1. idreamofweed:

    yeahhh mayneee <3

    (via arnzxo1d)





  5. Ki café, Japan


  6. Ki café, Japan


  7. L’Atelier du Miel

    Lebanon’s honey producers are on a roll with L’Atelier du Miel, a recently opened tasting room and shop for fans of the sticky stuff. Packaged in Carla Khayat’s lovely designs, some of the three dozen honeys hailing from all over the country include mountain, coastal, pine, flower, cedar and orange-blossom varieties. Owner Marc Bou Nassif, who also heads local architecture studio 1000 Years Old and is a passionate promoter of Lebanon’s liquid gold, created the clever floor-to-ceiling shelving that lends the boutique its industrial pantry feel.

    Chehade Street, Tabaris, Achrafieh, Beirut, Lebanon; Tel: 961.1 322 064;  www.atelierdumiel.com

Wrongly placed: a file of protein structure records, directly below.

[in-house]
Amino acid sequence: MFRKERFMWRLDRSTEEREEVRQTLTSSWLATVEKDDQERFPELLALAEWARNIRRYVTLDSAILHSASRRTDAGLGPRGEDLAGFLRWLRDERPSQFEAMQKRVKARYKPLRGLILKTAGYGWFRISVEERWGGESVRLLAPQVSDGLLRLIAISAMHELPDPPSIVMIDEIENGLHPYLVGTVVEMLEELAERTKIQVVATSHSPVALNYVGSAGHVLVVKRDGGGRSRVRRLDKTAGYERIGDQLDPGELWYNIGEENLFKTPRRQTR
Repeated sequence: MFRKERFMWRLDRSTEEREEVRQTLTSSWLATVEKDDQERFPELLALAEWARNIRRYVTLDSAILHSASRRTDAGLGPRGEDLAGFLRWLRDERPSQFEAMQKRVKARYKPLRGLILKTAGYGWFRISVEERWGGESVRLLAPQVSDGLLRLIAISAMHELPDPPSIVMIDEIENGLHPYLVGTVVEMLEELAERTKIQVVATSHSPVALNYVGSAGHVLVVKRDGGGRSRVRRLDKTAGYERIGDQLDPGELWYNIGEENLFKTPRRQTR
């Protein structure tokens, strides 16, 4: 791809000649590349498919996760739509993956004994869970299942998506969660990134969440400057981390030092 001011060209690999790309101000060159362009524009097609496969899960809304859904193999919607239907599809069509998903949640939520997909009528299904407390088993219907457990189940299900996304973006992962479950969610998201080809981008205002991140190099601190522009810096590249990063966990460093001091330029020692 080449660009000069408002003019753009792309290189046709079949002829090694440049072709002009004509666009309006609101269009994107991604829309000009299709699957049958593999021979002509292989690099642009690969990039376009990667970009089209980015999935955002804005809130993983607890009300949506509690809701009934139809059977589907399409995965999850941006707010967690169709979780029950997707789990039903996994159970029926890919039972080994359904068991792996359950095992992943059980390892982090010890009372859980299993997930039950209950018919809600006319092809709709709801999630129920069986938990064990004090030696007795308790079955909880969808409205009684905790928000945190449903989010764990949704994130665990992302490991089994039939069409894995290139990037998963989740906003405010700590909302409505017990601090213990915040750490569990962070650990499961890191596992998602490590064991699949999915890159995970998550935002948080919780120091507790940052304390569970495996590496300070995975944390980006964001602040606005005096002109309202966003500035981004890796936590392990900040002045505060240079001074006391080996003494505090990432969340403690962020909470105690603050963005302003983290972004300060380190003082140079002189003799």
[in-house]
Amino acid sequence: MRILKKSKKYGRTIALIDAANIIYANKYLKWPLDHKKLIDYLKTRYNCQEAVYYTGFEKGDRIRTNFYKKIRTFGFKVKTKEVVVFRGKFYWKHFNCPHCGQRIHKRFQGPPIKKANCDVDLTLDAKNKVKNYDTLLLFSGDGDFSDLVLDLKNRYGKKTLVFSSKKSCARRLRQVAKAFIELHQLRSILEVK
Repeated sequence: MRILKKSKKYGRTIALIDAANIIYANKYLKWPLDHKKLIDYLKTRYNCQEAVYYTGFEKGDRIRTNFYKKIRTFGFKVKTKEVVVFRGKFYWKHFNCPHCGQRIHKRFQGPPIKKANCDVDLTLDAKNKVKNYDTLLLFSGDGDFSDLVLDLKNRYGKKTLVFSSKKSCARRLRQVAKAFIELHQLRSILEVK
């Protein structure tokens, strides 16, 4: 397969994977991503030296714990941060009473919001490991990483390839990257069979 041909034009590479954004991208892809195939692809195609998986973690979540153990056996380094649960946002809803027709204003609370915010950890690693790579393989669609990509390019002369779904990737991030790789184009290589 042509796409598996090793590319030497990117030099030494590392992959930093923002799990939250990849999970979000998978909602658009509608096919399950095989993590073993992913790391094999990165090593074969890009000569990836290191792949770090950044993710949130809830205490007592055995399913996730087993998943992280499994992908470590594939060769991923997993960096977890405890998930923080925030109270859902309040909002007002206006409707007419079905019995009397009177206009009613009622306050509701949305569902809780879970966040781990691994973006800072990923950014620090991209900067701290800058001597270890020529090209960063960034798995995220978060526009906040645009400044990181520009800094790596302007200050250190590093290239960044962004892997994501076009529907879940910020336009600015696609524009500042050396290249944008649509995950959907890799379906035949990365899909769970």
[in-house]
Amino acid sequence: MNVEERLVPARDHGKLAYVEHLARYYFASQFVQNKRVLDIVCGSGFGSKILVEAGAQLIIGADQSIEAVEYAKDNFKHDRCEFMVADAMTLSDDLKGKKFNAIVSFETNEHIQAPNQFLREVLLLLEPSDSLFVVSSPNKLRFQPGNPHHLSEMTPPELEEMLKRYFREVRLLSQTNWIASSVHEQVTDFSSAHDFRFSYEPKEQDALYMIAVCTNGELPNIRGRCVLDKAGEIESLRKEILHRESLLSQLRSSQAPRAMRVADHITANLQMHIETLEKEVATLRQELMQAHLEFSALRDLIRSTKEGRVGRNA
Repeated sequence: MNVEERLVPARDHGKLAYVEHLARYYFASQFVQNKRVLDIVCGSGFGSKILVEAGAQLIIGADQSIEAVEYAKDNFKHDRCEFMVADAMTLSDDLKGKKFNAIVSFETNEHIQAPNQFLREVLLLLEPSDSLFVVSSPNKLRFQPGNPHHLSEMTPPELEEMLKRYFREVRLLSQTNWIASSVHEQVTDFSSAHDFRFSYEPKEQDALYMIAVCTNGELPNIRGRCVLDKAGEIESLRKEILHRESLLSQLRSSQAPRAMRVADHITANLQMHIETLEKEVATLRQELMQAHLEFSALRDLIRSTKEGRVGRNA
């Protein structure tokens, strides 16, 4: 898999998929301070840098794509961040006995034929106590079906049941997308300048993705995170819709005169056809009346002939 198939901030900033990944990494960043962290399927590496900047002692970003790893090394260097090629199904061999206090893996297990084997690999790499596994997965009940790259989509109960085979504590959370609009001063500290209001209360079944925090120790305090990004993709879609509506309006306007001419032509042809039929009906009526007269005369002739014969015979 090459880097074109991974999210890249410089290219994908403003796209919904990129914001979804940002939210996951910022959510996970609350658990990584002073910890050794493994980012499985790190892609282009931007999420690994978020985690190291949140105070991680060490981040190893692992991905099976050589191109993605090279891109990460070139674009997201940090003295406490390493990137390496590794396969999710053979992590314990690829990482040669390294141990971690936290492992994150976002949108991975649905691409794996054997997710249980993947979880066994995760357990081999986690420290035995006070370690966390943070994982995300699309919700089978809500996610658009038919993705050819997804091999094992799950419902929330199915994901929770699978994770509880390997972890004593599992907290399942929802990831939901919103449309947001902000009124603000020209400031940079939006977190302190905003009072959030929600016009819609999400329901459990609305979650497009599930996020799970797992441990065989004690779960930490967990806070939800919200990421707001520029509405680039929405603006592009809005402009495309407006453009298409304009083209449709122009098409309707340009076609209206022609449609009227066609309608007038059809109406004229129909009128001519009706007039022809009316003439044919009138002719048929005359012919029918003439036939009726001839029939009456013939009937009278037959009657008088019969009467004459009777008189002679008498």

Writer: Warren Singh-Bartlett

    Read more at http://touch.wallpaper.com/lifestyle/november-food-news-editors-picks/6982#EgFh6cYgYP4JxQff.99


  8. Hawarden Estate Farm Apple Juice

    You wouldn’t be hard pressed to find a scrumptious apple juice in Wales. But the Hawarden Estate Farm, dedicated to sustainability, produces a particularly well-balanced nectar, somehow both sweet and tart at the same time. The juice is pressed from Katy red and green apples, also known as Katya apples, originally from Sweden and perfectly suited to the chilly North Welsh climate due to their superior resistance to frost. So off the beaten track, only guests of the estate’s farm shop or the farm’s pub (the Glynne Arms in Hawarden Village), can sample the quintessential sharpness for themselves. As of yet there’s not even an online shop.

    £4.10 per bottle; www.hawardenestate.co.uk

    Writer: Antoinette di Michele

    Read more at http://touch.wallpaper.com/lifestyle/november-food-news-editors-picks/6982#8D6Dmq12ORZqjKTB.99